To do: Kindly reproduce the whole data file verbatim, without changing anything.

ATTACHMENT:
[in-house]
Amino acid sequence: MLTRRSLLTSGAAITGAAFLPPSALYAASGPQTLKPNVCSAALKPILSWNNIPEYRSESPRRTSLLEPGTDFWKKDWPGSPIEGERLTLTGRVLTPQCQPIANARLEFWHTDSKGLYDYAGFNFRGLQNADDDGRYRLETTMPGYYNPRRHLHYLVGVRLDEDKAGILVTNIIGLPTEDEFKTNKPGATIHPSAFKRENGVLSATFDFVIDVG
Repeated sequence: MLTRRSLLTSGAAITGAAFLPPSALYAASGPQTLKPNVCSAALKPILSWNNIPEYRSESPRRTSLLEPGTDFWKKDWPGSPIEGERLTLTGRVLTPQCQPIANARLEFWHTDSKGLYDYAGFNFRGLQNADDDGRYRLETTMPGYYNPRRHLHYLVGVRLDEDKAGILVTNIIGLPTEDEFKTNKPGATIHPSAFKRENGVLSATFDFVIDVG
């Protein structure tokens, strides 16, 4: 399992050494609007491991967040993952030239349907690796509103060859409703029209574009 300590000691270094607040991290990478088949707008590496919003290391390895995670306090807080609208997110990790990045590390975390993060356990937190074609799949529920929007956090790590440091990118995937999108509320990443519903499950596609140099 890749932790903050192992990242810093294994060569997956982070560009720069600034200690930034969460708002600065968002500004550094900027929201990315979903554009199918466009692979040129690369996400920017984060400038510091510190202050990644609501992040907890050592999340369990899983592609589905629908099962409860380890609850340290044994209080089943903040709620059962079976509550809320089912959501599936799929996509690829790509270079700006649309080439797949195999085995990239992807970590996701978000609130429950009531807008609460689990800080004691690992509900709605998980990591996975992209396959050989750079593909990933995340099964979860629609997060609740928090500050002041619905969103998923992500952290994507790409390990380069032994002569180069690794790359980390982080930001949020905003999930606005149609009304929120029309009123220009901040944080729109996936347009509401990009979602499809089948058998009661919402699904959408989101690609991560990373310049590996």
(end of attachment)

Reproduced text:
[in-house]
Amino acid sequence: MLTRRSLLTSGAAITGAAFLPPSALYAASGPQTLKPNVCSAALKPILSWNNIPEYRSESPRRTSLLEPGTDFWKKDWPGSPIEGERLTLTGRVLTPQCQPIANARLEFWHTDSKGLYDYAGFNFRGLQNADDDGRYRLETTMPGYYNPRRHLHYLVGVRLDEDKAGILVTNIIGLPTEDEFKTNKPGATIHPSAFKRENGVLSATFDFVIDVG
Repeated sequence: MLTRRSLLTSGAAITGAAFLPPSALYAASGPQTLKPNVCSAALKPILSWNNIPEYRSESPRRTSLLEPGTDFWKKDWPGSPIEGERLTLTGRVLTPQCQPIANARLEFWHTDSKGLYDYAGFNFRGLQNADDDGRYRLETTMPGYYNPRRHLHYLVGVRLDEDKAGILVTNIIGLPTEDEFKTNKPGATIHPSAFKRENGVLSATFDFVIDVG
């Protein structure tokens, strides 16, 4: 399992050494609007491991967040993952030239349907690796509103060859409703029209574009 300590000691270094607040991290990478088949707008590496919003290391390895995670306090807080609208997110990790990045590390975390993060356990937190074609799949529920929007956090790590440091990118995937999108509320990443519903499950596609140099 890749932790903050192992990242810093294994060569997956982070560009720069600034200690930034969460708002600065968002500004550094900027929201990315979903554009199918466009692979040129690369996400920017984060400038510091510190202050990644609501992040907890050592999340369990899983592609589905629908099962409860380890609850340290044994209080089943903040709620059962079976509550809320089912959501599936799929996509690829790509270079700006649309080439797949195999085995990239992807970590996701978000609130429950009531807008609460689990800080004691690992509900709605998980990591996975992209396959050989750079593909990933995340099964979860629609997060609740928090500050002041619905969103998923992500952290994507790409390990380069032994002569180069690794790359980390982080930001949020905003999930606005149609009304929120029309009123220009901040944080729109996936347009509401990009979602499809089948058998009661919402699904959408989101690609991560990373310049590996």